Friday, January 23, 2015

Utility Boxes Get an Artistic Upgrade

Scott Landfried is LOA's newest staff person, blog contributor, and graduate student in planning at Hunter College. 

You know those clunky gray metal boxes at intersections. They are a bit omnipresent around cities but easily looked past. These unwelcoming boxes of variable sizes and rectangular shapes sit at most intersections, along our streets, next to buildings, and in commercial corridors.  Wouldn't it be nice to see what a little creativity and initiative can do to turn bland into beautiful?  Many cities are doing just that.

Calgary, Canada (Image
& Artist: Sam Hester)
In a recent article I saw, Minneapolis is taking the initiative to put the paintbrush and power in the hands of its citizens.  The article weighs the pros and cons of paint versus vinyl wrapping and points out the reportedly difficult approval process.

Calgary, Canada
Streetscape artwork and improvement are valuable as node or landmarks, something that attracts and draws, something that becomes connected with the character of the district itself.  I can imagine two people arranging plans to meet to eat and shop saying something like, "Let's meet at the A to Z box" or "Meet me at the bright box on 16th." "Let's meet at that gray bland box on 9th," said no one, ever.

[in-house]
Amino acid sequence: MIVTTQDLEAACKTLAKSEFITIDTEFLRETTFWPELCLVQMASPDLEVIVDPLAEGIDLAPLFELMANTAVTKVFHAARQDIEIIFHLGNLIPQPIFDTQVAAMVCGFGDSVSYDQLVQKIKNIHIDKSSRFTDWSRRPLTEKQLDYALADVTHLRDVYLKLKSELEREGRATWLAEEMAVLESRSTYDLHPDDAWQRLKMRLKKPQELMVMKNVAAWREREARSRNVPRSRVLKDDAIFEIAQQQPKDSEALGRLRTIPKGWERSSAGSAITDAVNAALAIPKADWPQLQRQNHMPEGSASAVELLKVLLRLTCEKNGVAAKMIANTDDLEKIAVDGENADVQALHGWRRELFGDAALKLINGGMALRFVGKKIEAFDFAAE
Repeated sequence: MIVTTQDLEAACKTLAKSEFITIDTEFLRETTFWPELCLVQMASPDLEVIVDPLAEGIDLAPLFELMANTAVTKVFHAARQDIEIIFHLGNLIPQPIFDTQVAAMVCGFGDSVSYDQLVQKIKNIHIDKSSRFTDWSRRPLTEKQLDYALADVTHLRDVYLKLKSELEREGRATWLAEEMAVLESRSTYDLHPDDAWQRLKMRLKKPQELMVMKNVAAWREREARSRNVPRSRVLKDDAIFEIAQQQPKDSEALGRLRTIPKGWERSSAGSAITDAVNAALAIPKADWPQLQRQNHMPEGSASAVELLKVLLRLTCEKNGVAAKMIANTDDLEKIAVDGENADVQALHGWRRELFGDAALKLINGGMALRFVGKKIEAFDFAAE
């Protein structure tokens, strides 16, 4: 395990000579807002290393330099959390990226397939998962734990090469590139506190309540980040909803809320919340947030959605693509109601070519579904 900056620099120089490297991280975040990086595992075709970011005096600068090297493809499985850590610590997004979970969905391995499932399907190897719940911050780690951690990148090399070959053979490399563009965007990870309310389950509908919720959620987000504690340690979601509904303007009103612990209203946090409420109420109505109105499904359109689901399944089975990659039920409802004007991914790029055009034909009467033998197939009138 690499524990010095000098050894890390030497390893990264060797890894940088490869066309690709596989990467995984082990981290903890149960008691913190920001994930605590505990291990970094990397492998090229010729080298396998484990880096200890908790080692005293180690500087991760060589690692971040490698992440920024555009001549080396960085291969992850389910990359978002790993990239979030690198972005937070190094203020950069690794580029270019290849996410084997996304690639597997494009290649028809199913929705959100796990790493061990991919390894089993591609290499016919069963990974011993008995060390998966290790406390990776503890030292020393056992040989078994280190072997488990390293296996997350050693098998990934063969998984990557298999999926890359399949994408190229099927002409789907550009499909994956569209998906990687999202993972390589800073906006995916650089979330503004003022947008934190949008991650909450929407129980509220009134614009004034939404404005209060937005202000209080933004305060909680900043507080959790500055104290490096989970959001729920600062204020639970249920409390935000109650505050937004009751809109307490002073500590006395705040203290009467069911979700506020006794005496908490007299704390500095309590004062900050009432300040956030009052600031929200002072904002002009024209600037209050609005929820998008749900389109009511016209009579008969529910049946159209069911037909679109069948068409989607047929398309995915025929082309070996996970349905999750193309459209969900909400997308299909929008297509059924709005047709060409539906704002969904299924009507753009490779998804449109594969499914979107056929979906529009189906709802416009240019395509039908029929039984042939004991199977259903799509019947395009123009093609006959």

Toronto, Canada (Image: Kayla Rocca)
Check out our Pinterest account for other great utility boxes. While looking for good examples, I was reminded of my many years living in Austin.  I remembered seeing utility boxes painted (possibly unauthorized) while driving or biking the streets and enjoyed the brightness and creativity they offered.

Artist: Kristine Heycants
Image: City of Minneapolis
Here are some interesting points regarding utility box programs:
  • initiated in many cities as graffiti abatement programs,
  • boxes are typically painted by professional artists selected through application process,
  • not just any box can be painted but typically only utility boxes owned by the city,
  • typically painting of boxes can cost anywhere from $800-1800 and is covered by the city or community groups.

Other links and readings:
Calgary Utility Box Public Art Program
Boston's Paintbox Program
Glendale, CAs "Beyond the Box" Program
Rochester, NY - Painted Utility Boxes
Google image search: "painted utility boxes"

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